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Introducing the ILCA Dinghy and awaiting the SailGP San Francisco event

by David Schmidt 30 Apr 2019 09:00 PDT April 30, 2019
Laser sailor Michael Beckett © Lloyd Images

What's in a name? Consonants and vowels, of course, but depending on the popularity (or notoriety) of the person, place or thing in question, a sense of identity can also become intermingled with a moniker. For example, back in the late 1980s, when I first set my eyes on a Laser, everything about the boat spoke to my imagination - from its slippery hull form, to its powerful-looking rig, to the lip-cracking smiles on the faces of its sailors when the wind machine switched on-beckoned me to step ever closer to its (metaphoric) campfire.

Even its name sounded fast. Granted, this was the late 80s, meaning that truly fast hardware like foiling Moths was still a full twenty years over the horizon, but to an 11-year-old boy, "Lasers" evoked speed in a way that clunky old Optis or Blue Jays could never possibly muster.

Flash forward 30-plus years, and the International Laser Class Association (ILCA) has reached an impasse with its European builder, LaserPerformance, and as a result has terminated their contract agreement. While the legal specifics of this souring are outside of the breadth of this writing, two significant changes are coming for sailors. Most importantly, fully class-legal boats and parts will soon be widely available again, thanks to the ILCA's other two builders who are stepping up their production efforts to help fill the supply void that's been plaguing the class in North America and Europe for years; however these changes come at a price.

Specifically, the "Laser" will now be called the "ILCA Dinghy", a naming convention that applies to all three of the boat's sailplans (standard, Radial and 4.7 rigs).

"It's a big change for a racing class that hasn't seen anything like this in our almost 50-year history," said Tracy Usher, president of the ILCA, in an official press release. "Our staff and our network of stakeholders have been working tirelessly to ensure minimal disruption to ILCA members and class racers in all regions of the globe."

While this name change might seem irrelevant to sailors who are focused on the next Olympic regatta, it's important to remember that the ILCA Dinghy was the world's largest class before the "Laser" was ever selected for Olympic duty, and - as a result - already had a massive grassroots following that needs to be carefully cultivated and nurtured if class racing and involvement are to remain strong.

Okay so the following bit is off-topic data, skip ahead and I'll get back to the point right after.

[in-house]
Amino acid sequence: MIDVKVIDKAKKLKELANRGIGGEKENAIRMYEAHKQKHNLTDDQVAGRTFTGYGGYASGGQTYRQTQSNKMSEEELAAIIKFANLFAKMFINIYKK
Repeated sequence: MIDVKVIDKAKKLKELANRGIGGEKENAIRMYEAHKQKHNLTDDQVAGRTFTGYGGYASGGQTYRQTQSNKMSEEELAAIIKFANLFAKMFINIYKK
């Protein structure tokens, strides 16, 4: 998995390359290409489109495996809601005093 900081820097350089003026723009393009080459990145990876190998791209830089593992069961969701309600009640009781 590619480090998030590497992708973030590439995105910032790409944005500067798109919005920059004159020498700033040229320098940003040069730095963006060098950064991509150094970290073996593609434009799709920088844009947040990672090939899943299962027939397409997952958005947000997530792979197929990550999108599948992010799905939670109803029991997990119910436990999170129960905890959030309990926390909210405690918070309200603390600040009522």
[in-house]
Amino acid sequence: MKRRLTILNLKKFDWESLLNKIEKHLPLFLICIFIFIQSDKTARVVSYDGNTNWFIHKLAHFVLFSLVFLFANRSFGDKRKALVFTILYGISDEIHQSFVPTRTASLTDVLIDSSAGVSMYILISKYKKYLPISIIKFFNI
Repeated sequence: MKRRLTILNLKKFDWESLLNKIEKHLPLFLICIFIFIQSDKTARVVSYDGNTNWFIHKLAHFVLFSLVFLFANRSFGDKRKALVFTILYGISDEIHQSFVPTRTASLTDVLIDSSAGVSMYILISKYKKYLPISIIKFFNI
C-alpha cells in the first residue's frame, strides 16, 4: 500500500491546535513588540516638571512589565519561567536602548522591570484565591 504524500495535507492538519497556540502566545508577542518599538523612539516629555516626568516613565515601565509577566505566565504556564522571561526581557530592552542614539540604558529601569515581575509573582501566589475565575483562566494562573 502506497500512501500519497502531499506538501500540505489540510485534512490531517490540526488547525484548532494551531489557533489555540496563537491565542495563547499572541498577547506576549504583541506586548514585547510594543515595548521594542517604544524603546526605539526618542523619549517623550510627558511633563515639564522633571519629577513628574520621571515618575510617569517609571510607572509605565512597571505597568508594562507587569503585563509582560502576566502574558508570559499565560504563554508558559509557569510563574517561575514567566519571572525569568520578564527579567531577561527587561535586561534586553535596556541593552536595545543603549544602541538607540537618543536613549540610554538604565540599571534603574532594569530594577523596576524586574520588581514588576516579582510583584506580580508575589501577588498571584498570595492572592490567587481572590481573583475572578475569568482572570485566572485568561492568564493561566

True, the ILCA Dinghy's status is safe for the Tokyo 2020 Olympics, but plenty of large question marks circle the Paris 2024 Olympics. Moreover, plenty of other singlehanded equipment - with catchy names like the RS Aero, Melges 14 and D-Zero - stand ready to fill this Olympic berth.

Worse still for the ILCA Dinghy, these newer boats with their decidedly flashier names are already competing with the ILCA Dinghy's now 50-year-old design and new acronym-derived moniker for the hearts and minds of tomorrow's sailors.

Granted, a name is just a name, of course, but one has to wonder how many young and impressionable junior sailors out there will be drawn to the siren song of the "ILCA Dinghy" to the same extent that I felt the gravity of the Laser's moniker on my young and impressionable imagination? wishes the ILCA and the ILCA Dinghy the best of luck as they attempt to put this legendary class back onto a smart and sustainable lay line.

Changing gears from rebranded dinghies to foiling catamarans, this coming weekend marks the first time that Larry Ellison's SailGP tour will race on U.S. waters. The San Francisco SailGP event will take place on Saturday, May 4 and Sunday, May 5, on the waters of San Francisco Bay, and is expected to feature five races, plus a final, over the course of the action-packed weekend.

Given the sheer speed of the F50 wingsail-powered catamarans, plus the Bay's notorious wind machine, all involved are hoping to see sailing history made in San Francisco's natural sailing amphitheater.

"It's going to [be] unreal to watch these boats in action," said Rome Kirby (USA), skipper of the United States SailGP Team. "It's so intense on the boat, and I'm sure you can see that off the boat. There is a high chance we will break the 50-knot barrier. It will be a wild ride."

Game on!

May the four winds blow you safely home.

David Schmidt North American Editor

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